Although MPS’ CDD claims to address the educational disparities between White students and the underserved populations of Students of Color and low-income families, District 2 School Board Director Kerry Jo Felder still believes the current plan iterations fall short of the resources needed to equitably support Northside schools and students.

“We are starting out with less than any other district. It’s been underserved, and then we’re just getting the same thing that other districts are getting,” Felder said. “That’s not equality or equity.”

Like several others, she has proposed an entirely new “CDD model 6,” which would further allocate resources to the North Side.

There are concerns that more affluent White parents will simply pull their children from the districts entirely if the CDD reallocates resources, redraws attendance boundaries, and moves or closes magnet schools on the South Side.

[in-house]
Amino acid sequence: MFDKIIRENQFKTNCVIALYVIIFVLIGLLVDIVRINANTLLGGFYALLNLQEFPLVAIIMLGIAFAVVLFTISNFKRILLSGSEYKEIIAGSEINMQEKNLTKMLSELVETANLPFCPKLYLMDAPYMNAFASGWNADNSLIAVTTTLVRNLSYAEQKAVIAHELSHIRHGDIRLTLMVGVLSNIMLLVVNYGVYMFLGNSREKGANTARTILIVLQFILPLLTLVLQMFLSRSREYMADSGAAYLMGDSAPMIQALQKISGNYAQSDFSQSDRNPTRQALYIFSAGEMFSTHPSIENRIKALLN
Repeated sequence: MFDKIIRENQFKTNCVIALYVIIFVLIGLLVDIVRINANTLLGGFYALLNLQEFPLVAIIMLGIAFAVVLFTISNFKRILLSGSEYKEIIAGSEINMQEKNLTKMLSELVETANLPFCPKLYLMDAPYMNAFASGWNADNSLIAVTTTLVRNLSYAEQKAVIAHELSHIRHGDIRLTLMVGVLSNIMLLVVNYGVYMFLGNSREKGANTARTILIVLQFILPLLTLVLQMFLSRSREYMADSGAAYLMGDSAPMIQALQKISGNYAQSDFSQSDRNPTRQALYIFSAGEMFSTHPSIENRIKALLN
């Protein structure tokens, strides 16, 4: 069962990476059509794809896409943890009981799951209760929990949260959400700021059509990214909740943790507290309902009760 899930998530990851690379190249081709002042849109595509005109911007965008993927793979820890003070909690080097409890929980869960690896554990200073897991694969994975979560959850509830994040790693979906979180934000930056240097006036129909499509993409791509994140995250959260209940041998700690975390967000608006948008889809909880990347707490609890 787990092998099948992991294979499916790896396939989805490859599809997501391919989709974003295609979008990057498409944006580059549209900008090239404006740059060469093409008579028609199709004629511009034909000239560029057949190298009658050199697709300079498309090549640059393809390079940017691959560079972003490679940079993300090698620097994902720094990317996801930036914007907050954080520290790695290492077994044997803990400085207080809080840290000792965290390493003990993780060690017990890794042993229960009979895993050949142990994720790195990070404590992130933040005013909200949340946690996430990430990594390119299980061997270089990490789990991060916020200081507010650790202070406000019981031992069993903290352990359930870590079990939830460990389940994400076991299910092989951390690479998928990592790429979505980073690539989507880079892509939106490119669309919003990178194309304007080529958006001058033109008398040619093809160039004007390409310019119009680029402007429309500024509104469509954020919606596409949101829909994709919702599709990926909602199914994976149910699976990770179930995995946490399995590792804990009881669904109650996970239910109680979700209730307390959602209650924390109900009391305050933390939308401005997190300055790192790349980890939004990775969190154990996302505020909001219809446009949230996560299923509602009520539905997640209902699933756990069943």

Felder replied “Too bad” to those who would choose not to invest in the North Side to balance what she considers inexcusable inequities and years of structural racism within the education system. “We are small but powerful. If all of our children chose Northside schools, we would be an educational empire.”

Parents gave more than three hours of powerful testimony to the school board that night, and although the battle lines seemed drawn between the North Side and the South Side, most claimed to simply want what was best for their children. To balance the educational scales, the resources are going to have to come from somewhere, and the shift is certain not to please all parties.

“I hope, and I know it’s a long hope, that White families would just sit back, chill out, and let this take place even if it hurts a little bit,” Pringle sighed. “We all know that throughout the history of this country, when it comes to White Supremacy, the only way it crumbles is when the oppressed rise up.”

About Analise Pruni

Analise Pruni is a contributing writer at the MN Spokesman-Recorder. She welcomes reader responses to apruni@spokesman-recorder.com.